The conical acoustic tube is a one-dimensional waveguide which propagates circular sections of spherical pressure waves in place of the plane wave which traverses a cylindrical acoustic tube [22,352]. The wave equation in the spherically symmetric case is given by
and is the pressure at time and radial position along the cone axis (or wall). In terms of (rather than ), Eq. (C.142) expands to Webster's horn equation [360]:
where is the area of the spherical wavefront, so that (as discussed further in §C.18.4 below).
Spherical coordinates are appropriate because simple closed-form solutions to the wave equation are only possible when the forced boundary conditions lie along coordinate planes. In the case of a cone, the boundary conditions lie along a conical section of a sphere. It can be seen that the wave equation in a cone is identical to the wave equation in a cylinder, except that is replaced by . Thus, the solution is a superposition of left- and right-going traveling wave components, scaled by :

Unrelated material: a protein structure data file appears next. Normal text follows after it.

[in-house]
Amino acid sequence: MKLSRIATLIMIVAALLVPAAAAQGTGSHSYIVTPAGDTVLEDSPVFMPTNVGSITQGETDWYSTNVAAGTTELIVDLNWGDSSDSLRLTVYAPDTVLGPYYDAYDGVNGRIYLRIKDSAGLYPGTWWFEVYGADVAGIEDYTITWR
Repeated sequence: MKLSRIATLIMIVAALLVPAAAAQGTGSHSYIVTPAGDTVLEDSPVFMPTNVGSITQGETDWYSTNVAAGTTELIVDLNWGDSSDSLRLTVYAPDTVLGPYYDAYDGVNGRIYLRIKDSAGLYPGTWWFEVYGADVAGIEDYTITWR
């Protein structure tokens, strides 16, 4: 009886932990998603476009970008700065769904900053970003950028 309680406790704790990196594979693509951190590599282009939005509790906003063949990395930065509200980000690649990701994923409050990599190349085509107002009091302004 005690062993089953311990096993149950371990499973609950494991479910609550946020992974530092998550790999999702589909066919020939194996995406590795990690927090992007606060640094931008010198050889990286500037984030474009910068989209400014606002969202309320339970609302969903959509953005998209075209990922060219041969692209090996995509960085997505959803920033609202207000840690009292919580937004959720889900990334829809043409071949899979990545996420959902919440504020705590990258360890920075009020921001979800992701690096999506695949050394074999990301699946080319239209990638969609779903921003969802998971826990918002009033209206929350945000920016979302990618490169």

In cylindrical tubes, the velocity wave is in phase with the pressure wave. This is not the case with conical or more general tubes. The traveling velocity may be computed from the corresponding traveling pressure by dividing by the wave impedance. However, this impedance is frequency-dependent in cones, as we'll derive below in §C.18.4.